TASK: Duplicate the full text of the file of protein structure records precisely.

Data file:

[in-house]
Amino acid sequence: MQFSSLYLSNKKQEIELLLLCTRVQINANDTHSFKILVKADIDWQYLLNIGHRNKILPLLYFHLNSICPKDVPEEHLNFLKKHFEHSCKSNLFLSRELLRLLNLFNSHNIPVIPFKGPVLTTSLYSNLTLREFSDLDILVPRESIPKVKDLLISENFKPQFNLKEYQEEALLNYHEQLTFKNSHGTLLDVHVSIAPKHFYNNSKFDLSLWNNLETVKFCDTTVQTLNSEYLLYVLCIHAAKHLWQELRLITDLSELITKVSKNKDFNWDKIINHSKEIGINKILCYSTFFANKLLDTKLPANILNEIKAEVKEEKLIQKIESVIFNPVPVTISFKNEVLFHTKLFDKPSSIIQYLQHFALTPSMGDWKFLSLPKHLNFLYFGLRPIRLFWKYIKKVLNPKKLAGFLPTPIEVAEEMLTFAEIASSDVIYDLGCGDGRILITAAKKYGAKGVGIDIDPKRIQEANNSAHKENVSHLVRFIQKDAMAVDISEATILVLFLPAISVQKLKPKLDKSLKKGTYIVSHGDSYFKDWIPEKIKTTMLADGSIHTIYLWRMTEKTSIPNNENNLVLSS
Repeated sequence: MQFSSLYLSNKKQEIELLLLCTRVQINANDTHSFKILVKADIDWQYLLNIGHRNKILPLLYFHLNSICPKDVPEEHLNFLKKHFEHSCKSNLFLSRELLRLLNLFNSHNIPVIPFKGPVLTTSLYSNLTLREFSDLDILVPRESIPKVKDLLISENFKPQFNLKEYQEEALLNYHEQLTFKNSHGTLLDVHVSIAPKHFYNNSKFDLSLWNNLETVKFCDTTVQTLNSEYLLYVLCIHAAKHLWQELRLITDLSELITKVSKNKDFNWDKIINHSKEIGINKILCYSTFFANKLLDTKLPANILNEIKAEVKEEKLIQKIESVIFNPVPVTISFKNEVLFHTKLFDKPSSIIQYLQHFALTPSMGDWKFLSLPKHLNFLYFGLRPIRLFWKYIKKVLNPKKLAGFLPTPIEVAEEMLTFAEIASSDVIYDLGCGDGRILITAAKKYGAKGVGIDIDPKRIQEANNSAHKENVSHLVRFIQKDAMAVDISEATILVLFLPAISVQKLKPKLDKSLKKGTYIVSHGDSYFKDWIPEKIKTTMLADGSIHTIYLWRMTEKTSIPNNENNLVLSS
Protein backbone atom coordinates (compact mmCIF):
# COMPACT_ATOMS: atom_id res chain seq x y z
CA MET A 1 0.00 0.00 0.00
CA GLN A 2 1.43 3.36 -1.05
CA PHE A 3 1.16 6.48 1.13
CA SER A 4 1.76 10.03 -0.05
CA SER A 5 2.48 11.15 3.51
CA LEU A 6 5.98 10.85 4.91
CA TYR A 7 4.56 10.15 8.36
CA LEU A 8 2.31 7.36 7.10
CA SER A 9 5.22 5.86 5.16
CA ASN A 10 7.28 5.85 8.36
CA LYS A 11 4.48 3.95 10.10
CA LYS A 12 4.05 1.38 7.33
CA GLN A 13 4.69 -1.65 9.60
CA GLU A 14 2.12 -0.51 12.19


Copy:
[in-house]
Amino acid sequence: MQFSSLYLSNKKQEIELLLLCTRVQINANDTHSFKILVKADIDWQYLLNIGHRNKILPLLYFHLNSICPKDVPEEHLNFLKKHFEHSCKSNLFLSRELLRLLNLFNSHNIPVIPFKGPVLTTSLYSNLTLREFSDLDILVPRESIPKVKDLLISENFKPQFNLKEYQEEALLNYHEQLTFKNSHGTLLDVHVSIAPKHFYNNSKFDLSLWNNLETVKFCDTTVQTLNSEYLLYVLCIHAAKHLWQELRLITDLSELITKVSKNKDFNWDKIINHSKEIGINKILCYSTFFANKLLDTKLPANILNEIKAEVKEEKLIQKIESVIFNPVPVTISFKNEVLFHTKLFDKPSSIIQYLQHFALTPSMGDWKFLSLPKHLNFLYFGLRPIRLFWKYIKKVLNPKKLAGFLPTPIEVAEEMLTFAEIASSDVIYDLGCGDGRILITAAKKYGAKGVGIDIDPKRIQEANNSAHKENVSHLVRFIQKDAMAVDISEATILVLFLPAISVQKLKPKLDKSLKKGTYIVSHGDSYFKDWIPEKIKTTMLADGSIHTIYLWRMTEKTSIPNNENNLVLSS
Repeated sequence: MQFSSLYLSNKKQEIELLLLCTRVQINANDTHSFKILVKADIDWQYLLNIGHRNKILPLLYFHLNSICPKDVPEEHLNFLKKHFEHSCKSNLFLSRELLRLLNLFNSHNIPVIPFKGPVLTTSLYSNLTLREFSDLDILVPRESIPKVKDLLISENFKPQFNLKEYQEEALLNYHEQLTFKNSHGTLLDVHVSIAPKHFYNNSKFDLSLWNNLETVKFCDTTVQTLNSEYLLYVLCIHAAKHLWQELRLITDLSELITKVSKNKDFNWDKIINHSKEIGINKILCYSTFFANKLLDTKLPANILNEIKAEVKEEKLIQKIESVIFNPVPVTISFKNEVLFHTKLFDKPSSIIQYLQHFALTPSMGDWKFLSLPKHLNFLYFGLRPIRLFWKYIKKVLNPKKLAGFLPTPIEVAEEMLTFAEIASSDVIYDLGCGDGRILITAAKKYGAKGVGIDIDPKRIQEANNSAHKENVSHLVRFIQKDAMAVDISEATILVLFLPAISVQKLKPKLDKSLKKGTYIVSHGDSYFKDWIPEKIKTTMLADGSIHTIYLWRMTEKTSIPNNENNLVLSS
Protein backbone atom coordinates (compact mmCIF):
# COMPACT_ATOMS: atom_id res chain seq x y z
CA MET A 1 0.00 0.00 0.00
CA GLN A 2 1.43 3.36 -1.05
CA PHE A 3 1.16 6.48 1.13
CA SER A 4 1.76 10.03 -0.05
CA SER A 5 2.48 11.15 3.51
CA LEU A 6 5.98 10.85 4.91
CA TYR A 7 4.56 10.15 8.36
CA LEU A 8 2.31 7.36 7.10
CA SER A 9 5.22 5.86 5.16
CA ASN A 10 7.28 5.85 8.36
CA LYS A 11 4.48 3.95 10.10
CA LYS A 12 4.05 1.38 7.33
CA GLN A 13 4.69 -1.65 9.60
CA GLU A 14 2.12 -0.51 12.19